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34 LIFE IN THE UNIVERSE ASTRONOMICAL SEARCH FOR ORIGINS AND ASTROBIOLOGY Astronomical Search for Origins, as a NASA program, comprises study of the formation and early evolution of galaxies, stars, and planets. It has also come to include the detection and characterization of extrasolar giant planets, leading eventually to the detection and characterization of extrasolar planets the size and nature of Earth. The advent of space telescopes and large ground-based telescopes have enabled fundamental advances in these areas. Key results include, for example, the following: · Origin and evolution of galaxies, production of the biogenic elements, history of star formation rates, . . .. . . . . .. . ... .. . .. . . . . . .. - · . . . . ~ . - temporal and spatial changes in stellar metallicity, relationships between metallicity and planet formation and habitability;4 · The relationship between star formation and the frequency of planet-forming disks;s · The frequency of formation of giant planets and terrestrial planets;6 · Properties of extrasolar giant planets and their evolution via orbital migration;7 · Stability of planetary orbits and spin states as affected by gravitational perturbations from other planets and from natural satellites over the history of planetary systems;8 · Elucidation of practical techniques for the detection and characterization of extrasolar habitable planets;9 and · Understanding the chemical composition of molecular clouds, protostellar disks, and comets.~° Research relating to the astronomical search for origins is incredibly fertile today, and one would be hard- pressed to decide whether the most exciting results are being obtained on the largest (cosmological) or smallest (planetary systems) scales. It is not an exaggeration to argue that the Copernican revolution is in fact being completed today in the elucidation of the structure and fate of the cosmos, and in the determination of the frequency with which planetary systems form and the nature of the worlds thus built. The astronomical search for origins is also a programmatically healthy research area in the sense that discoveries are accomplished with a mix of ground- and space-based facilities, which in turn involve projects both small (inexpensive) and large (expen- . . slve) In scope. Millimeter-wavelength telescopes of 10- to 12-m diameter or greater are crucial in establishing the chemical composition of comets, planetary atmospheres, and interstellar gas. Small ground-based optical telescopes 1 m or less in aperture accomplished the first discoveries of planets around other stars and then their first characteriza- tion by transits. These achievements required precise spectroscopic and photometric techniques developed in the laboratory. The iodine gas absorption cells serving as a reference for the stellar wavelength shifts induced by orbiting planets, and the precise photometry enabled by modern electronic detectors, transformed these modest telescopes into major planet-detection and -characterization facilities. Much larger optical telescopes, with a mirror aperture of 6 m or larger and equipped with advanced adaptive optics capabilities, are required to examine the broader class of extrasolar planets that are not in the unusual orbital orientation necessary to make studies of transit possible. Such facilities, supported outside NASA with other federal, private, or state funds, represent a substantial monetary contribution to the research area of astrobiology, on a level of hundreds of millions of dollars in infrastructure. At the same time, existing or approved large-scale projects such as HST, the James Webb Space Telescope (JWST), and SIM take such observations much farther in terms of precision and sensitivity. (The latter mission is one component of NASA's so-called Navigator program, focusing on the detection and characterization of extrasolar planets.) With HST, it has been possible not only to infer the size of an extrasolar giant planet by means of transit photometry, but also to measure the atmospheric composition of the object.~3 JWST will take the transit capability even farther. Moreover, SIM will enable detection and characterization of planets down to bodies a few times the mass and/or size of Earth. There are natural intellectual connections between studies in the general areas of the astronomical search for origins and astrobiology. First, life as we understand it is a planetary phenomenon, and we seek its existence on appropriate planets in orbit around other stars. Second, life is the culmination of chemical evolution that has
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NASA ASTROBIOLOGY INSTITUTE AND THE PLANETARY AND ASTRONOMICAL SCIENCES 35 transpired on cosmic time scales. Hence, the origin of the nonhydrogenic chemical elements including carbon in stellar and galactic evolutionary processes leads naturally to organic chemistry in a variety of astrophysical environments, and thence to the origin and evolution of carbon-based life in the free-energy-rich environment of planet Earth. Indeed, in the NASA Astrobiology Roadmap, the astronomical search for origins and the astronomi- cal techniques used to study them play strong roles. Paradoxically, this is not the case programmatically within the Astrobiology program. Little astronomically oriented research is conducted within the framework of the current Exobiology and Evolutionary Biology R&A programs. Rather, this research fits more naturally within the Origins of Solar Systems R&A program. The latter activity is comparable in size to the Exobiology program, and is administered under the Office of Space Science but not from within the Astrobiology program. The technological-development programs (ASTID and ASTEP) are devoted to techniques aimed at observing planets within the solar system or ecosystems on Earth, while the separate Astronomical Search for Origins program focuses on developing new techniques for characterizing extrasolar planets. The NAI itself has not been able to successfully centralize research teams devoted to the astronomical search for origins in a meaningful way, with the exception of the node led by the University of Washington, which was selected in the second round. Where NAI nodes have included astronomical studies related to the search for origins as part of their research, this could be better integrated into and be a more important part of the overall NAI effort. Part of the difficulty in doing so arises because little common ground exists between the techniques and facilities that astronomers use to detect and characterize extrasolar planets and those familiar to biologists. Further, there is a suspicion among a portion of the astronomical community that the usual difficulty of assembling a peer-review panel for NAI membership that truly spans discipline breadth among biology, geology, and astronomy may have served to rule out worthy proposals based on novel astronomical approaches to astrobio- logical issues in the last competition for NAI membership. ENHANCING INTERACTION BETWEEN ASTROBIOLOGY AND THE ASTRONOMICAL SEARCH FOR ORIGINS COEL sees a danger in attempting a forced realignment of the NAI toward the astronomical search for origins. The natural center of gravity of the research at the NAI and its 15 nodes is not in astronomical studies relating to origins, and it would be detrimental to the flow of research to do anything beyond collegial encouragement and free exchange of ideas between astronomers and other disciplines in the NAI. However, the fertility of current activities in the general area of the astronomical search for origins is exceedingly high. Moreover, public excite- ment has been high over the discovery of new planets and what this foretells for the eventual discovery of Earth- like planets. That research should not be forced into a different intellectual context simply for the sake of creating an appearance of completeness in NASA's Astrobiology program itself. COEL offers two suggestions for increasing the volume and value of interactions between scientists active in the general areas of the astronomical search for origins and astrobiology. The first is to encourage the NAI and major astronomical institutions to initiate joint study efforts, ranging from conferences to long-term focus groups, that will enable more researchers in both areas to talk, mutually educate themselves, and "cross over" between the disciplines. The Space Telescope Science Institute's conference Astrophysics of Life (May 2002) is an excellent start to such an endeavor. It could be continued by initiating formal discussions, along the NAI's Mars and Europa focus group models, exploring topics in, for example, "astrobiology and the astronomical search for origins." The NAI and major astronomical institutions, recognizing the parity in research efforts between the two and avoiding the impression that the NAI is trying to reinvent the astronomical wheel, should initiate such focus groups jointly. The second suggestion, which is longer term, devolves from the fact that the NAI itself was intended to be an experiment in the creation and operation of a virtual institute, whose outcome, if successful, would be the propagation of such a structure to other promising fields of scientific endeavor. Astronomical studies relating to the search for origins could be the next activity ripe for a consortium-based institution a NASA Origins Institute (NOI) promoting research of scale, which is informed by and informs the large-scale ground- and space-based programs now under way. The breadth of astronomical origins from the creation of galaxies to the formation and early evolution of planets is a strength in this regard. It would contribute to the potential intellectual scope of such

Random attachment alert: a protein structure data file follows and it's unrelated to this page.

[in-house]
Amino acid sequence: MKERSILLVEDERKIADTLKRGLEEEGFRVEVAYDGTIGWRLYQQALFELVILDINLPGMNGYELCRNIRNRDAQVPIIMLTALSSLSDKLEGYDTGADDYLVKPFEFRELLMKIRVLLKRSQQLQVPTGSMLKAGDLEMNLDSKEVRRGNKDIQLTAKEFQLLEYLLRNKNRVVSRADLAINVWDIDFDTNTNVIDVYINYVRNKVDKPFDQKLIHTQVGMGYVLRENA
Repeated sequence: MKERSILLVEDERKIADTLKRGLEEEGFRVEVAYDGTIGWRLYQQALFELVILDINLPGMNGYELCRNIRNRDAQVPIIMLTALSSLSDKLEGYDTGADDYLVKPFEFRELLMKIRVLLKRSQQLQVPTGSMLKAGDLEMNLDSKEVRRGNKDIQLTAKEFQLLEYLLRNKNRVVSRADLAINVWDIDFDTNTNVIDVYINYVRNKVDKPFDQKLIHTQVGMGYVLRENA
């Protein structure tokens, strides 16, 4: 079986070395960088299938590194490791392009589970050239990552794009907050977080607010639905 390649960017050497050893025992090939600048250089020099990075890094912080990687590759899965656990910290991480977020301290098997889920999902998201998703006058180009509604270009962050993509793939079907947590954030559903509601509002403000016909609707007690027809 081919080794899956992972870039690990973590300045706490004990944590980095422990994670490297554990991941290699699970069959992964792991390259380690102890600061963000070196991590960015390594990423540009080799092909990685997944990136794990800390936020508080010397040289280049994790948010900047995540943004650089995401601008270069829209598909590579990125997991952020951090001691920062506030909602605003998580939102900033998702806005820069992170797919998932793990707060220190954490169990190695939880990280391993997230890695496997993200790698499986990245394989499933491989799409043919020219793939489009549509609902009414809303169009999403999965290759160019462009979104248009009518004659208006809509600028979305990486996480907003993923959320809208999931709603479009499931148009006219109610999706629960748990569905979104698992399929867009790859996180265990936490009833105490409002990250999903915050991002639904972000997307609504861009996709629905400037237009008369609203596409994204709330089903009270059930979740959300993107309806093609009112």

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36 LIFE IN THE UNIVERSE a new institute and to the level of competition that would be anticipated in the call for proposals for it. Arguing for this approach is the current lack of consortium-based research opportunities in astronomical studies related to origins on a scale larger than the individual R&A grants (typically $100,000 per year) and smaller than the flight missions (typically $100 million or larger in total development cost, spanning several years or more). Finally, the roadmap makes clear the intellectual and technical linkages among different problems and activities in the Astro- nom~cal Search for Ongins program. An NOI would allow NASA to reap the benefits of these linkages by encouraging and funding collaboration among multiple institutions with differing expertise in the full range of studies relating to the astronomical search for ongins. COEL recognizes the natural overlaps between the NAI and an NOI, particularly in the area of organic chemistry and the origin of life. In the main, the areas and techniques employed in NAI and NOI research would be complementary, not redundant. Creation of an NOI would be an acknowledgment of both the success of the NAI and the need to maximize the scientific opportunities inherent in the astronomical search for ongins. It would also extend the experiment of the virtual institute concept to address the important issue of interactions between institutes. Could the NAI and an NOI foster additional and more meaningful interactions between the correspond- ing fields? Recommendations · NASA should foster more extensive links between the Astrobiology and the Astronomical Search for Ongins programs. In the short term, these linkages require cooperation between the NAI and major astro- nom~cal institutions, such as the Space Telescope Science Institute and universities with extensive astronom~- cal programs, in creating joint workshops and focus groups to educate researchers in both areas and to initiate more extensive and novel research endeavors. · Panels evaluating NAI membership proposals must be broadly constituted to ensure expert evaluation of research programs that are intellectually strong but have a discipline balance very different from that found in the existing NAI nodes. · NASA should study the feasibility and desirability of creating and funding an institute, akin to the NAI, dedicated to consortium-based science and technology (e.g., involving multi-institution teams) related to the astronomical search for origins on the full range of spatial and temporal scales. NOTES AND REFERENCES 1. K. Righter and R. Canup, Origin of the Earth and the Moon, University of Arizona Press, Tucson, 2000. 2. M.H. Carr and J.B. Garvin, "Mars Exploration," Nature 412: 250-253, 2001. 3. Space Studies Board, National Research Council, New Frontiers in the Solar System: An Integrated Exploration Strategy, National Academies Press, Washington, D.C., 2003 (in press). 4. G. Gonzalez, D. Brownlee, and P. Ward, "The Galactic Habitable Zone I. Galactic Chemical Evolution," Icarus 152: 185-200, 2001. 5. C. Briceno, A.K. Vivas, N. Calvet, L. Hartmann, R. Pacheco, D. Herrera, L. Romero, P. Berlind, G. Sanchez, J.A. Snyder, and P. Andrews, "The CIDA-QUEST Large-Scale Survey of Orion OB1: Evidence for Rapid Disk Dissipation in a Dispersed Stellar Population," Science 291: 93-96, 2001. 6. J.I. Lunine, "The Occurrence of Jovian Planets and the Habitability of Planetary Systems," Proceedings of the National Academy of Sciences 98: 809-814, 2001. 7. G.W. Marcy, W.D. Cochran, and M. Mayor, "Extrasolar Planets Around Main Sequence Stars," pp. 1285-1311 in Protostars and Planets IV, V. Mannings, S. Russel, and A.P. Boss, eds., University of Arizona Press, Tucson, 2000. 8. M.J. Duncan and T. Quinn, "The Long-term Dynamical Evolution and Stability of the Solar System," pp. 1371-1394 in Protostars and Planets III, E.H. Levy and J.I. Lunine, eds., University of Arizona Press, Tucson, 1993. 9. C. Beichman, N.J. Woolf, and C.A. Lindensmith, The Terrestrial Planet Finder, National Aeronautics and Space Administration, Washington, D.C., 1999. 10. A. Li and J.M. Greenberg, "A Comet Dust Model for the ~ Pictoris Disk," Astronomy and Astrophysics 331: 291-313, 1998. 11. E.F. van Dishoeck and G.A. Blake, "Chemical Evolution of Star-Forming Regions," Annual Reviews of Astronomy and Astrophysics 36: 317-368, 1998. 12. G.W. Marcy, W.D. Cochran, and M. Mayor, "Extrasolar Planets Around Main Sequence Stars," pp. 1285-1311 in Protostars and Planets IV, V. Mannings, S. Russel, and A.P. Boss, eds., University of Arizona Press, Tucson, 2000. 13. D. Charbonneau, T.M. Brown, R.W. Noyes, and R.L. Gilliland, "Detection of an Extrasolar Planet Atmosphere," The Astrophysical Journal 568: 377-384, 2002.